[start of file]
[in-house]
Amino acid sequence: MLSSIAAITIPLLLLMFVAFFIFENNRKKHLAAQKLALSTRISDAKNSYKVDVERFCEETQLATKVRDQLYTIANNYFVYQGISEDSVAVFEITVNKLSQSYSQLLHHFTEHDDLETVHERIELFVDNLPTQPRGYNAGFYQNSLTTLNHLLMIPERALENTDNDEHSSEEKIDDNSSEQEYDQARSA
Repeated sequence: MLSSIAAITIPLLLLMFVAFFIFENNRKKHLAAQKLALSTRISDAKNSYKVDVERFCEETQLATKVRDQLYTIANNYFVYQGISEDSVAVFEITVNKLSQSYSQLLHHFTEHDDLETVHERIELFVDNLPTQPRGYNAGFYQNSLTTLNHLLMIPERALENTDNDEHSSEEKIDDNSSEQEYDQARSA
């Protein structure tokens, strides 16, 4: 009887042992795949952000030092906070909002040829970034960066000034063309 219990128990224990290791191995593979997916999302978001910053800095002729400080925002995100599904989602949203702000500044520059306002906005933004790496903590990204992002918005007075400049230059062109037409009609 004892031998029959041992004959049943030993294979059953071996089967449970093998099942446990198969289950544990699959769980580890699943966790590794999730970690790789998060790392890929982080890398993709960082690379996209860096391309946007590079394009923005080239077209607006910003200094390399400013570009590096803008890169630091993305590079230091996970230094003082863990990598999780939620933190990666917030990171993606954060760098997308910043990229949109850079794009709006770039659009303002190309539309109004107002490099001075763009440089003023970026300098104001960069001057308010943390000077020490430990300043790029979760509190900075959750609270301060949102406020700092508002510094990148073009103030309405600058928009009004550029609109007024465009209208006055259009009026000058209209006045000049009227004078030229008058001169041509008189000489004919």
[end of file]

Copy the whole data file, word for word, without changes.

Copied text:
[in-house]
Amino acid sequence: MLSSIAAITIPLLLLMFVAFFIFENNRKKHLAAQKLALSTRISDAKNSYKVDVERFCEETQLATKVRDQLYTIANNYFVYQGISEDSVAVFEITVNKLSQSYSQLLHHFTEHDDLETVHERIELFVDNLPTQPRGYNAGFYQNSLTTLNHLLMIPERALENTDNDEHSSEEKIDDNSSEQEYDQARSA
Repeated sequence: MLSSIAAITIPLLLLMFVAFFIFENNRKKHLAAQKLALSTRISDAKNSYKVDVERFCEETQLATKVRDQLYTIANNYFVYQGISEDSVAVFEITVNKLSQSYSQLLHHFTEHDDLETVHERIELFVDNLPTQPRGYNAGFYQNSLTTLNHLLMIPERALENTDNDEHSSEEKIDDNSSEQEYDQARSA
């Protein structure tokens, strides 16, 4: 009887042992795949952000030092906070909002040829970034960066000034063309 219990128990224990290791191995593979997916999302978001910053800095002729400080925002995100599904989602949203702000500044520059306002906005933004790496903590990204992002918005007075400049230059062109037409009609 004892031998029959041992004959049943030993294979059953071996089967449970093998099942446990198969289950544990699959769980580890699943966790590794999730970690790789998060790392890929982080890398993709960082690379996209860096391309946007590079394009923005080239077209607006910003200094390399400013570009590096803008890169630091993305590079230091996970230094003082863990990598999780939620933190990666917030990171993606954060760098997308910043990229949109850079794009709006770039659009303002190309539309109004107002490099001075763009440089003023970026300098104001960069001057308010943390000077020490430990300043790029979760509190900075959750609270301060949102406020700092508002510094990148073009103030309405600058928009009004550029609109007024465009209208006055259009009026000058209209006045000049009227004078030229008058001169041509008189000489004919």